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The Queen they call ‘Daisy’ – the amusing story of how Margrethe’s nickname came about

Amongst those who know her, Queen Margrethe of Denmark is affectionately known as ‘Daisy’. Indeed, in a video posted in 2020 to mark her 80th birthday, her European counterparts often addressed the royal as Daisy, but how did her nickname come about?

Nicknames are quite common in royal circles and Queen Margrethe has been called Daisy for so long that on several occasions she has signed official documents with her moniker. The Danish Queen is named after her grandmother, Crown Princess Margareta of Sweden. It is partly from her and partly from a flower that the nickname has its origin.

The Swedish Crown Princess was born as Princess Margaret of Connaught in Great Britain. When she came to Sweden and become widely known in the Nordic nations her name “Margareta” sounded very similar to a common Nordic flower. In English the well known flower is called Leucanthemum, but in Sweden and Denmark the flower is known as a “marguerite”, not far from the name of Margrethe/Margaret/ Margareta.

As Leucanthemum is quite complicated for the English speaker, it is commonplace to call this flower a Daisy in Britain. When the Swedes discovered this, they thought this was an amusing name, and therefore began to call the Crown Princess “Daisy” instead of Margareta.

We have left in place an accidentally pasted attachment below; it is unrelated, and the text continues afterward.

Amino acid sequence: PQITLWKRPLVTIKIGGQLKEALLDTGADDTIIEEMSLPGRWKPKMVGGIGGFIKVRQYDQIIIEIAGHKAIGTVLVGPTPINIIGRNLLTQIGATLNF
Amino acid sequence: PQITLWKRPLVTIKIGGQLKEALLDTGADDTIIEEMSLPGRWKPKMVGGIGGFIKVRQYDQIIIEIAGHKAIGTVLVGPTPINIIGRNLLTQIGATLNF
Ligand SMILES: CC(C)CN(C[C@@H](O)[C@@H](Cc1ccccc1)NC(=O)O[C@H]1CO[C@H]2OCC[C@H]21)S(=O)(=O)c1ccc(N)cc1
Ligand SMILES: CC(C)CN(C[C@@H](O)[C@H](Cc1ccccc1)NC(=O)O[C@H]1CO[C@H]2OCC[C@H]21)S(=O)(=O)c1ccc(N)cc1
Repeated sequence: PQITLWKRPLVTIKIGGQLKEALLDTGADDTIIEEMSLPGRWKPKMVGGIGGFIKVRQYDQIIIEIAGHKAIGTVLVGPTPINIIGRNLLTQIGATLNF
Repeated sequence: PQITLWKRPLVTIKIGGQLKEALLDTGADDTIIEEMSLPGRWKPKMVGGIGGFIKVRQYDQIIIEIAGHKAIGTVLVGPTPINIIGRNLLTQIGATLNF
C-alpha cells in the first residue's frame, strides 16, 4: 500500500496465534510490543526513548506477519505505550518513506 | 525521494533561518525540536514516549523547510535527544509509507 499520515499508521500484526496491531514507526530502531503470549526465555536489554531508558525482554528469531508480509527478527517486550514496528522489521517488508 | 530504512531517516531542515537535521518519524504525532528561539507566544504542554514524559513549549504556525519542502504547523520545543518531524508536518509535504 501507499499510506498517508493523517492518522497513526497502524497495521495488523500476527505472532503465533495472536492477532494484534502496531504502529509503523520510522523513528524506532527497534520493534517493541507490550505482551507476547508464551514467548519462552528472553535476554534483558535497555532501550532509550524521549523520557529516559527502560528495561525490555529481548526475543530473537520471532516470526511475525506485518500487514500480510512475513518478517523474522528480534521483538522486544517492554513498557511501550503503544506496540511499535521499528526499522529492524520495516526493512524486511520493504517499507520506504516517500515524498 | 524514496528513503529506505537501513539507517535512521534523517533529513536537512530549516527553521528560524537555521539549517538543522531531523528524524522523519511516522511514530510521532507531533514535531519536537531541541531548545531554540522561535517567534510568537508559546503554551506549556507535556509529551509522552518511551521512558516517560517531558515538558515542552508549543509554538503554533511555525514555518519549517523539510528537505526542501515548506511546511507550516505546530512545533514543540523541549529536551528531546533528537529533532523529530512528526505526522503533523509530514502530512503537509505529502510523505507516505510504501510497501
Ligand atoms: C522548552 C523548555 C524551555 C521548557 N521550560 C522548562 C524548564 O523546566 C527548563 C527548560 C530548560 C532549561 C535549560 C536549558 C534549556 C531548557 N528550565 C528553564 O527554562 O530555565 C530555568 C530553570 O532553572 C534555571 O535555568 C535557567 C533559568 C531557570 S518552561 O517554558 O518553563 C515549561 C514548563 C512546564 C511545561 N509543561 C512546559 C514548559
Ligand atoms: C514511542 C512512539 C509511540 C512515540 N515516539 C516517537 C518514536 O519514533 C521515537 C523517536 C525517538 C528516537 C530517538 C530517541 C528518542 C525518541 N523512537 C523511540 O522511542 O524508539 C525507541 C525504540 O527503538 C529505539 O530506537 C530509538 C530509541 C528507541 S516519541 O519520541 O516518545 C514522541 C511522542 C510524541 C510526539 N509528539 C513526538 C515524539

Crown Princess Margareta died at the age of just 38 in 1920. Therefore, when a new Margrethe came to the world in Denmark in 1940, many still remembered the first Margareta, that the future queen was named after. That is why people started calling the little Danish princess “Daisy” while she was a child. Then this became a nickname that has settled and it’s been used by the Queen and her family and friends ever since.

The Danish Queen’s nickname is so well established that on several occasions she has also signed documents and letters with the name “Daisy”. She did this in a personal letter to the Norwegian royal couple after the terror attack that took place in Norway in 2011. The entire younger part of Europe`s royals including Crown Prince Haakon, Crown Princess Victoria and their family`s calls Queen Margrethe “aunt Daisy”.

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About author

Senior Europe Correspondent Oskar Aanmoen has a master in military and political history of the Nordic countries. He has written six books on historical subjects and more than 1.500 articles for Royal Central. He has also interview both Serbian and Norwegian royals. Aanmoen is based in Oslo, Norway.